“We are succeeding where politics have failed,” said the 48-year-old Mr. Mrini, who has lived in Montreal for 30 years. “We don’t have weapons, we have sweat. And whether your name is Eli or Mohammed doesn’t matter, you’re going to embrace after you score a goal.”
Sometimes, the notion takes some getting used to. Last fall, Mr. Mrini and Mr. Tawfiq were introduced to a potential recruit – Shlomo Levy, a Montrealer and member of the Israeli national hockey team.
As Mr. Levy stood in the foyer of a Montreal arena, his hockey bag thrown over his shoulder, he insisted on clearing the air. Yes, he was open to joining. But he wanted them to know: He was not only Jewish, but born in Israel.
Mr. Mrini and Mr. Tawfiq looked at him. Then they burst out laughing.
“Where’s the problem?” Mr. Mrini said. “Are you Moroccan or not?” (He is, through his Moroccan-born father.)
“We didn’t see a problem – on the contrary, at least he knows about international hockey,” said Mr. Tawfiq, 27. “It brings another level to our team.”
The players say their camaraderie reflects the relatively harmonious coexistence of Muslims and Jews in Morocco; they’re just extending it onto the ice in Montreal. For one, they respect one another’s religious observances. Practices are suspended during Ramadan, as they were during the recent Passover holiday; instead of fending off pucks, Adil El Farj, a Muslim goaltender and financial adviser in Montreal, fired off Happy Passover wishes to his Jewish teammates.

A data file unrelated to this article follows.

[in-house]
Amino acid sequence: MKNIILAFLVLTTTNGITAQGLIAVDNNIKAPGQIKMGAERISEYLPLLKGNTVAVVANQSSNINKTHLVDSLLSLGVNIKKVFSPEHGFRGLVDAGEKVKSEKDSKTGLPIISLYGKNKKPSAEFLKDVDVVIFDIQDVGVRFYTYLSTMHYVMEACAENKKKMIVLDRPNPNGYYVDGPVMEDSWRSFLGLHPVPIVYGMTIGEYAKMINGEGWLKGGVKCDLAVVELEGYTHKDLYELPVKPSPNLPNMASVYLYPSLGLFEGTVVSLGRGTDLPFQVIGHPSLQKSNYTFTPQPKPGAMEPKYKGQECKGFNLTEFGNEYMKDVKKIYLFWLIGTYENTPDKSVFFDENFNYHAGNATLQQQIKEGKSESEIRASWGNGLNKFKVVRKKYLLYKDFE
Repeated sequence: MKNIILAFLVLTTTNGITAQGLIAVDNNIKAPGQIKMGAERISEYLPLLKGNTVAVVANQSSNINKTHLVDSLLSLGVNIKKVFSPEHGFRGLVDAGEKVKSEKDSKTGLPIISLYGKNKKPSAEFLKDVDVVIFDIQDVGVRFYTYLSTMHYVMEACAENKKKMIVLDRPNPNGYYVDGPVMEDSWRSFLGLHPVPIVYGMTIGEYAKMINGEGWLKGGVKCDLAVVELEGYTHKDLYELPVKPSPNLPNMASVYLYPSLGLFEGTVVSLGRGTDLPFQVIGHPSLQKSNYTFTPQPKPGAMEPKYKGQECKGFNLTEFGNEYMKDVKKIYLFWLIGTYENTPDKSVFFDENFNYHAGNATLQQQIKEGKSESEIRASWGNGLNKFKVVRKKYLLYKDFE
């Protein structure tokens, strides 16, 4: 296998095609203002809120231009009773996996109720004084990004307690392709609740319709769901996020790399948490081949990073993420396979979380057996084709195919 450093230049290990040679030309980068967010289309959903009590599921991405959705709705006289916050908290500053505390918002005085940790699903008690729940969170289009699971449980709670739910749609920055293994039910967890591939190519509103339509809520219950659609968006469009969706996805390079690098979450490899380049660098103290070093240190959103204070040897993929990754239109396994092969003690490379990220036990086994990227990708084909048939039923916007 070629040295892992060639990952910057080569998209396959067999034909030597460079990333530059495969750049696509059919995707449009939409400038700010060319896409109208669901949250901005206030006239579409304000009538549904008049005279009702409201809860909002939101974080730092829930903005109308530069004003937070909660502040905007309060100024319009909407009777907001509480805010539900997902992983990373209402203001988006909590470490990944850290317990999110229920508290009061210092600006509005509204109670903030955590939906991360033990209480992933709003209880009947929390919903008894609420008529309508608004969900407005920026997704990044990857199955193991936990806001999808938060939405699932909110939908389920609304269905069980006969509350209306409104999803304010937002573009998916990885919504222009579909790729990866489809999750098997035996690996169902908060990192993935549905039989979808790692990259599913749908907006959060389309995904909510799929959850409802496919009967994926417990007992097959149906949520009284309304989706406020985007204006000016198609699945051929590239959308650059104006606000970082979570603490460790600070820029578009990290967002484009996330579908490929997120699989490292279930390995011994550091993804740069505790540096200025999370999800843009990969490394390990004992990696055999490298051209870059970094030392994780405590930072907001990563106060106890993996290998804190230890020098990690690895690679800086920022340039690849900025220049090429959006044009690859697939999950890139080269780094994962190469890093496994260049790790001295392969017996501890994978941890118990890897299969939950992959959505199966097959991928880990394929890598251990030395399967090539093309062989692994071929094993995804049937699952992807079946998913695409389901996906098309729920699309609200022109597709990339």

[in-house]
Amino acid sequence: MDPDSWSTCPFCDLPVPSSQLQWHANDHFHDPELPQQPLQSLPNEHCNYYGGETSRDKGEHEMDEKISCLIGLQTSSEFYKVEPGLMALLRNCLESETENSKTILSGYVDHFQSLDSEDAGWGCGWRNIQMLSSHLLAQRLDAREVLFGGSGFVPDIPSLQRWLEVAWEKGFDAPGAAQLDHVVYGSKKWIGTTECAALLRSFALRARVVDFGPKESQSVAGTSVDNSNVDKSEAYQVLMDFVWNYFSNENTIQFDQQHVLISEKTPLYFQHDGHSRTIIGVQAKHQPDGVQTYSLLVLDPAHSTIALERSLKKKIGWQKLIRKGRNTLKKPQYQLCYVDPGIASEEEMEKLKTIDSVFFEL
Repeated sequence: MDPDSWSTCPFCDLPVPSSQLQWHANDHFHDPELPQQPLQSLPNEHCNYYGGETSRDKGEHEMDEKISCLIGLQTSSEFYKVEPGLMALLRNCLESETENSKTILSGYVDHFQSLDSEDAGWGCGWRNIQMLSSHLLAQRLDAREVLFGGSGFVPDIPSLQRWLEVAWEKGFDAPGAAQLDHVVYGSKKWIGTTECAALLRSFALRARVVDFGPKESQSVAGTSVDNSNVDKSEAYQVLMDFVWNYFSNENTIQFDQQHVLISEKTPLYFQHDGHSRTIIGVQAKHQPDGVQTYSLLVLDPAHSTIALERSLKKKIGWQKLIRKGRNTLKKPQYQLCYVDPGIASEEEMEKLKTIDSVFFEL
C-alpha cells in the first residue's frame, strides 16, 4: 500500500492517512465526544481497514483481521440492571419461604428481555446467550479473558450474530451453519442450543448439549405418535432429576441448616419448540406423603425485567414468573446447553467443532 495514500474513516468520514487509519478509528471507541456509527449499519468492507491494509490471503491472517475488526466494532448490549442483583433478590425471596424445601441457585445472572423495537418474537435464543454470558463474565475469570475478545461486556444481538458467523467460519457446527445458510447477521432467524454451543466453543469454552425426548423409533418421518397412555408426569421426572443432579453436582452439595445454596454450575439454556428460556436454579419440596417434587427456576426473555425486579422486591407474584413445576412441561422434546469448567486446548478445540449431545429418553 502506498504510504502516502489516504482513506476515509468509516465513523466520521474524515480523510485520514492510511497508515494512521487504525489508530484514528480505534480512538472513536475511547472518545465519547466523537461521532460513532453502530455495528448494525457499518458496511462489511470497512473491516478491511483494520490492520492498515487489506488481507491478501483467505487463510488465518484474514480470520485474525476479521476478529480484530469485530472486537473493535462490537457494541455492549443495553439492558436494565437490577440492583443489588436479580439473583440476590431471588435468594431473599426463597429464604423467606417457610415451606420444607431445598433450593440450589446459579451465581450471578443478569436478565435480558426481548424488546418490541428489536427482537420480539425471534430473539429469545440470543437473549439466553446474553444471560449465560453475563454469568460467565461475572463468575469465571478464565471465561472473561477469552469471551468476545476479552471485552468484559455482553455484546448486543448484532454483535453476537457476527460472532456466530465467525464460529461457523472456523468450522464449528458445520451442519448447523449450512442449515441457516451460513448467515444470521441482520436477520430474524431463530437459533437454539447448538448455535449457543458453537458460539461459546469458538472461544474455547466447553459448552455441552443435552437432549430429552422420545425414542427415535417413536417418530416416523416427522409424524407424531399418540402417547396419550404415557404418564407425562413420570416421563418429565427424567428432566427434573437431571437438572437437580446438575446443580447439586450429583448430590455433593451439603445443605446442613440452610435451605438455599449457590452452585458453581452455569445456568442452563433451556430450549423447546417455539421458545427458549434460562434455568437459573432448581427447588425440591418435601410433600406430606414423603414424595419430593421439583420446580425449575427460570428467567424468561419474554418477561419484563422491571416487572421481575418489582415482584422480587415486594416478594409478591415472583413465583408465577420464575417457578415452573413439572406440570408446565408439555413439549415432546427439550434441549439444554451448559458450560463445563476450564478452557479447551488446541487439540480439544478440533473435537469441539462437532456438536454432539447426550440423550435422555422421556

“This team is a nice lesson for the rest of the world,” said Patrick Harroch, who is Jewish and whose brother, Dave, just signed on as coach. “It shows the world that Arabs and Jews can get along through the beauty of sports. We have something in common that bonds us – the love of hockey.”
They're playing in the African Nations Cup this fall. Wish them luck!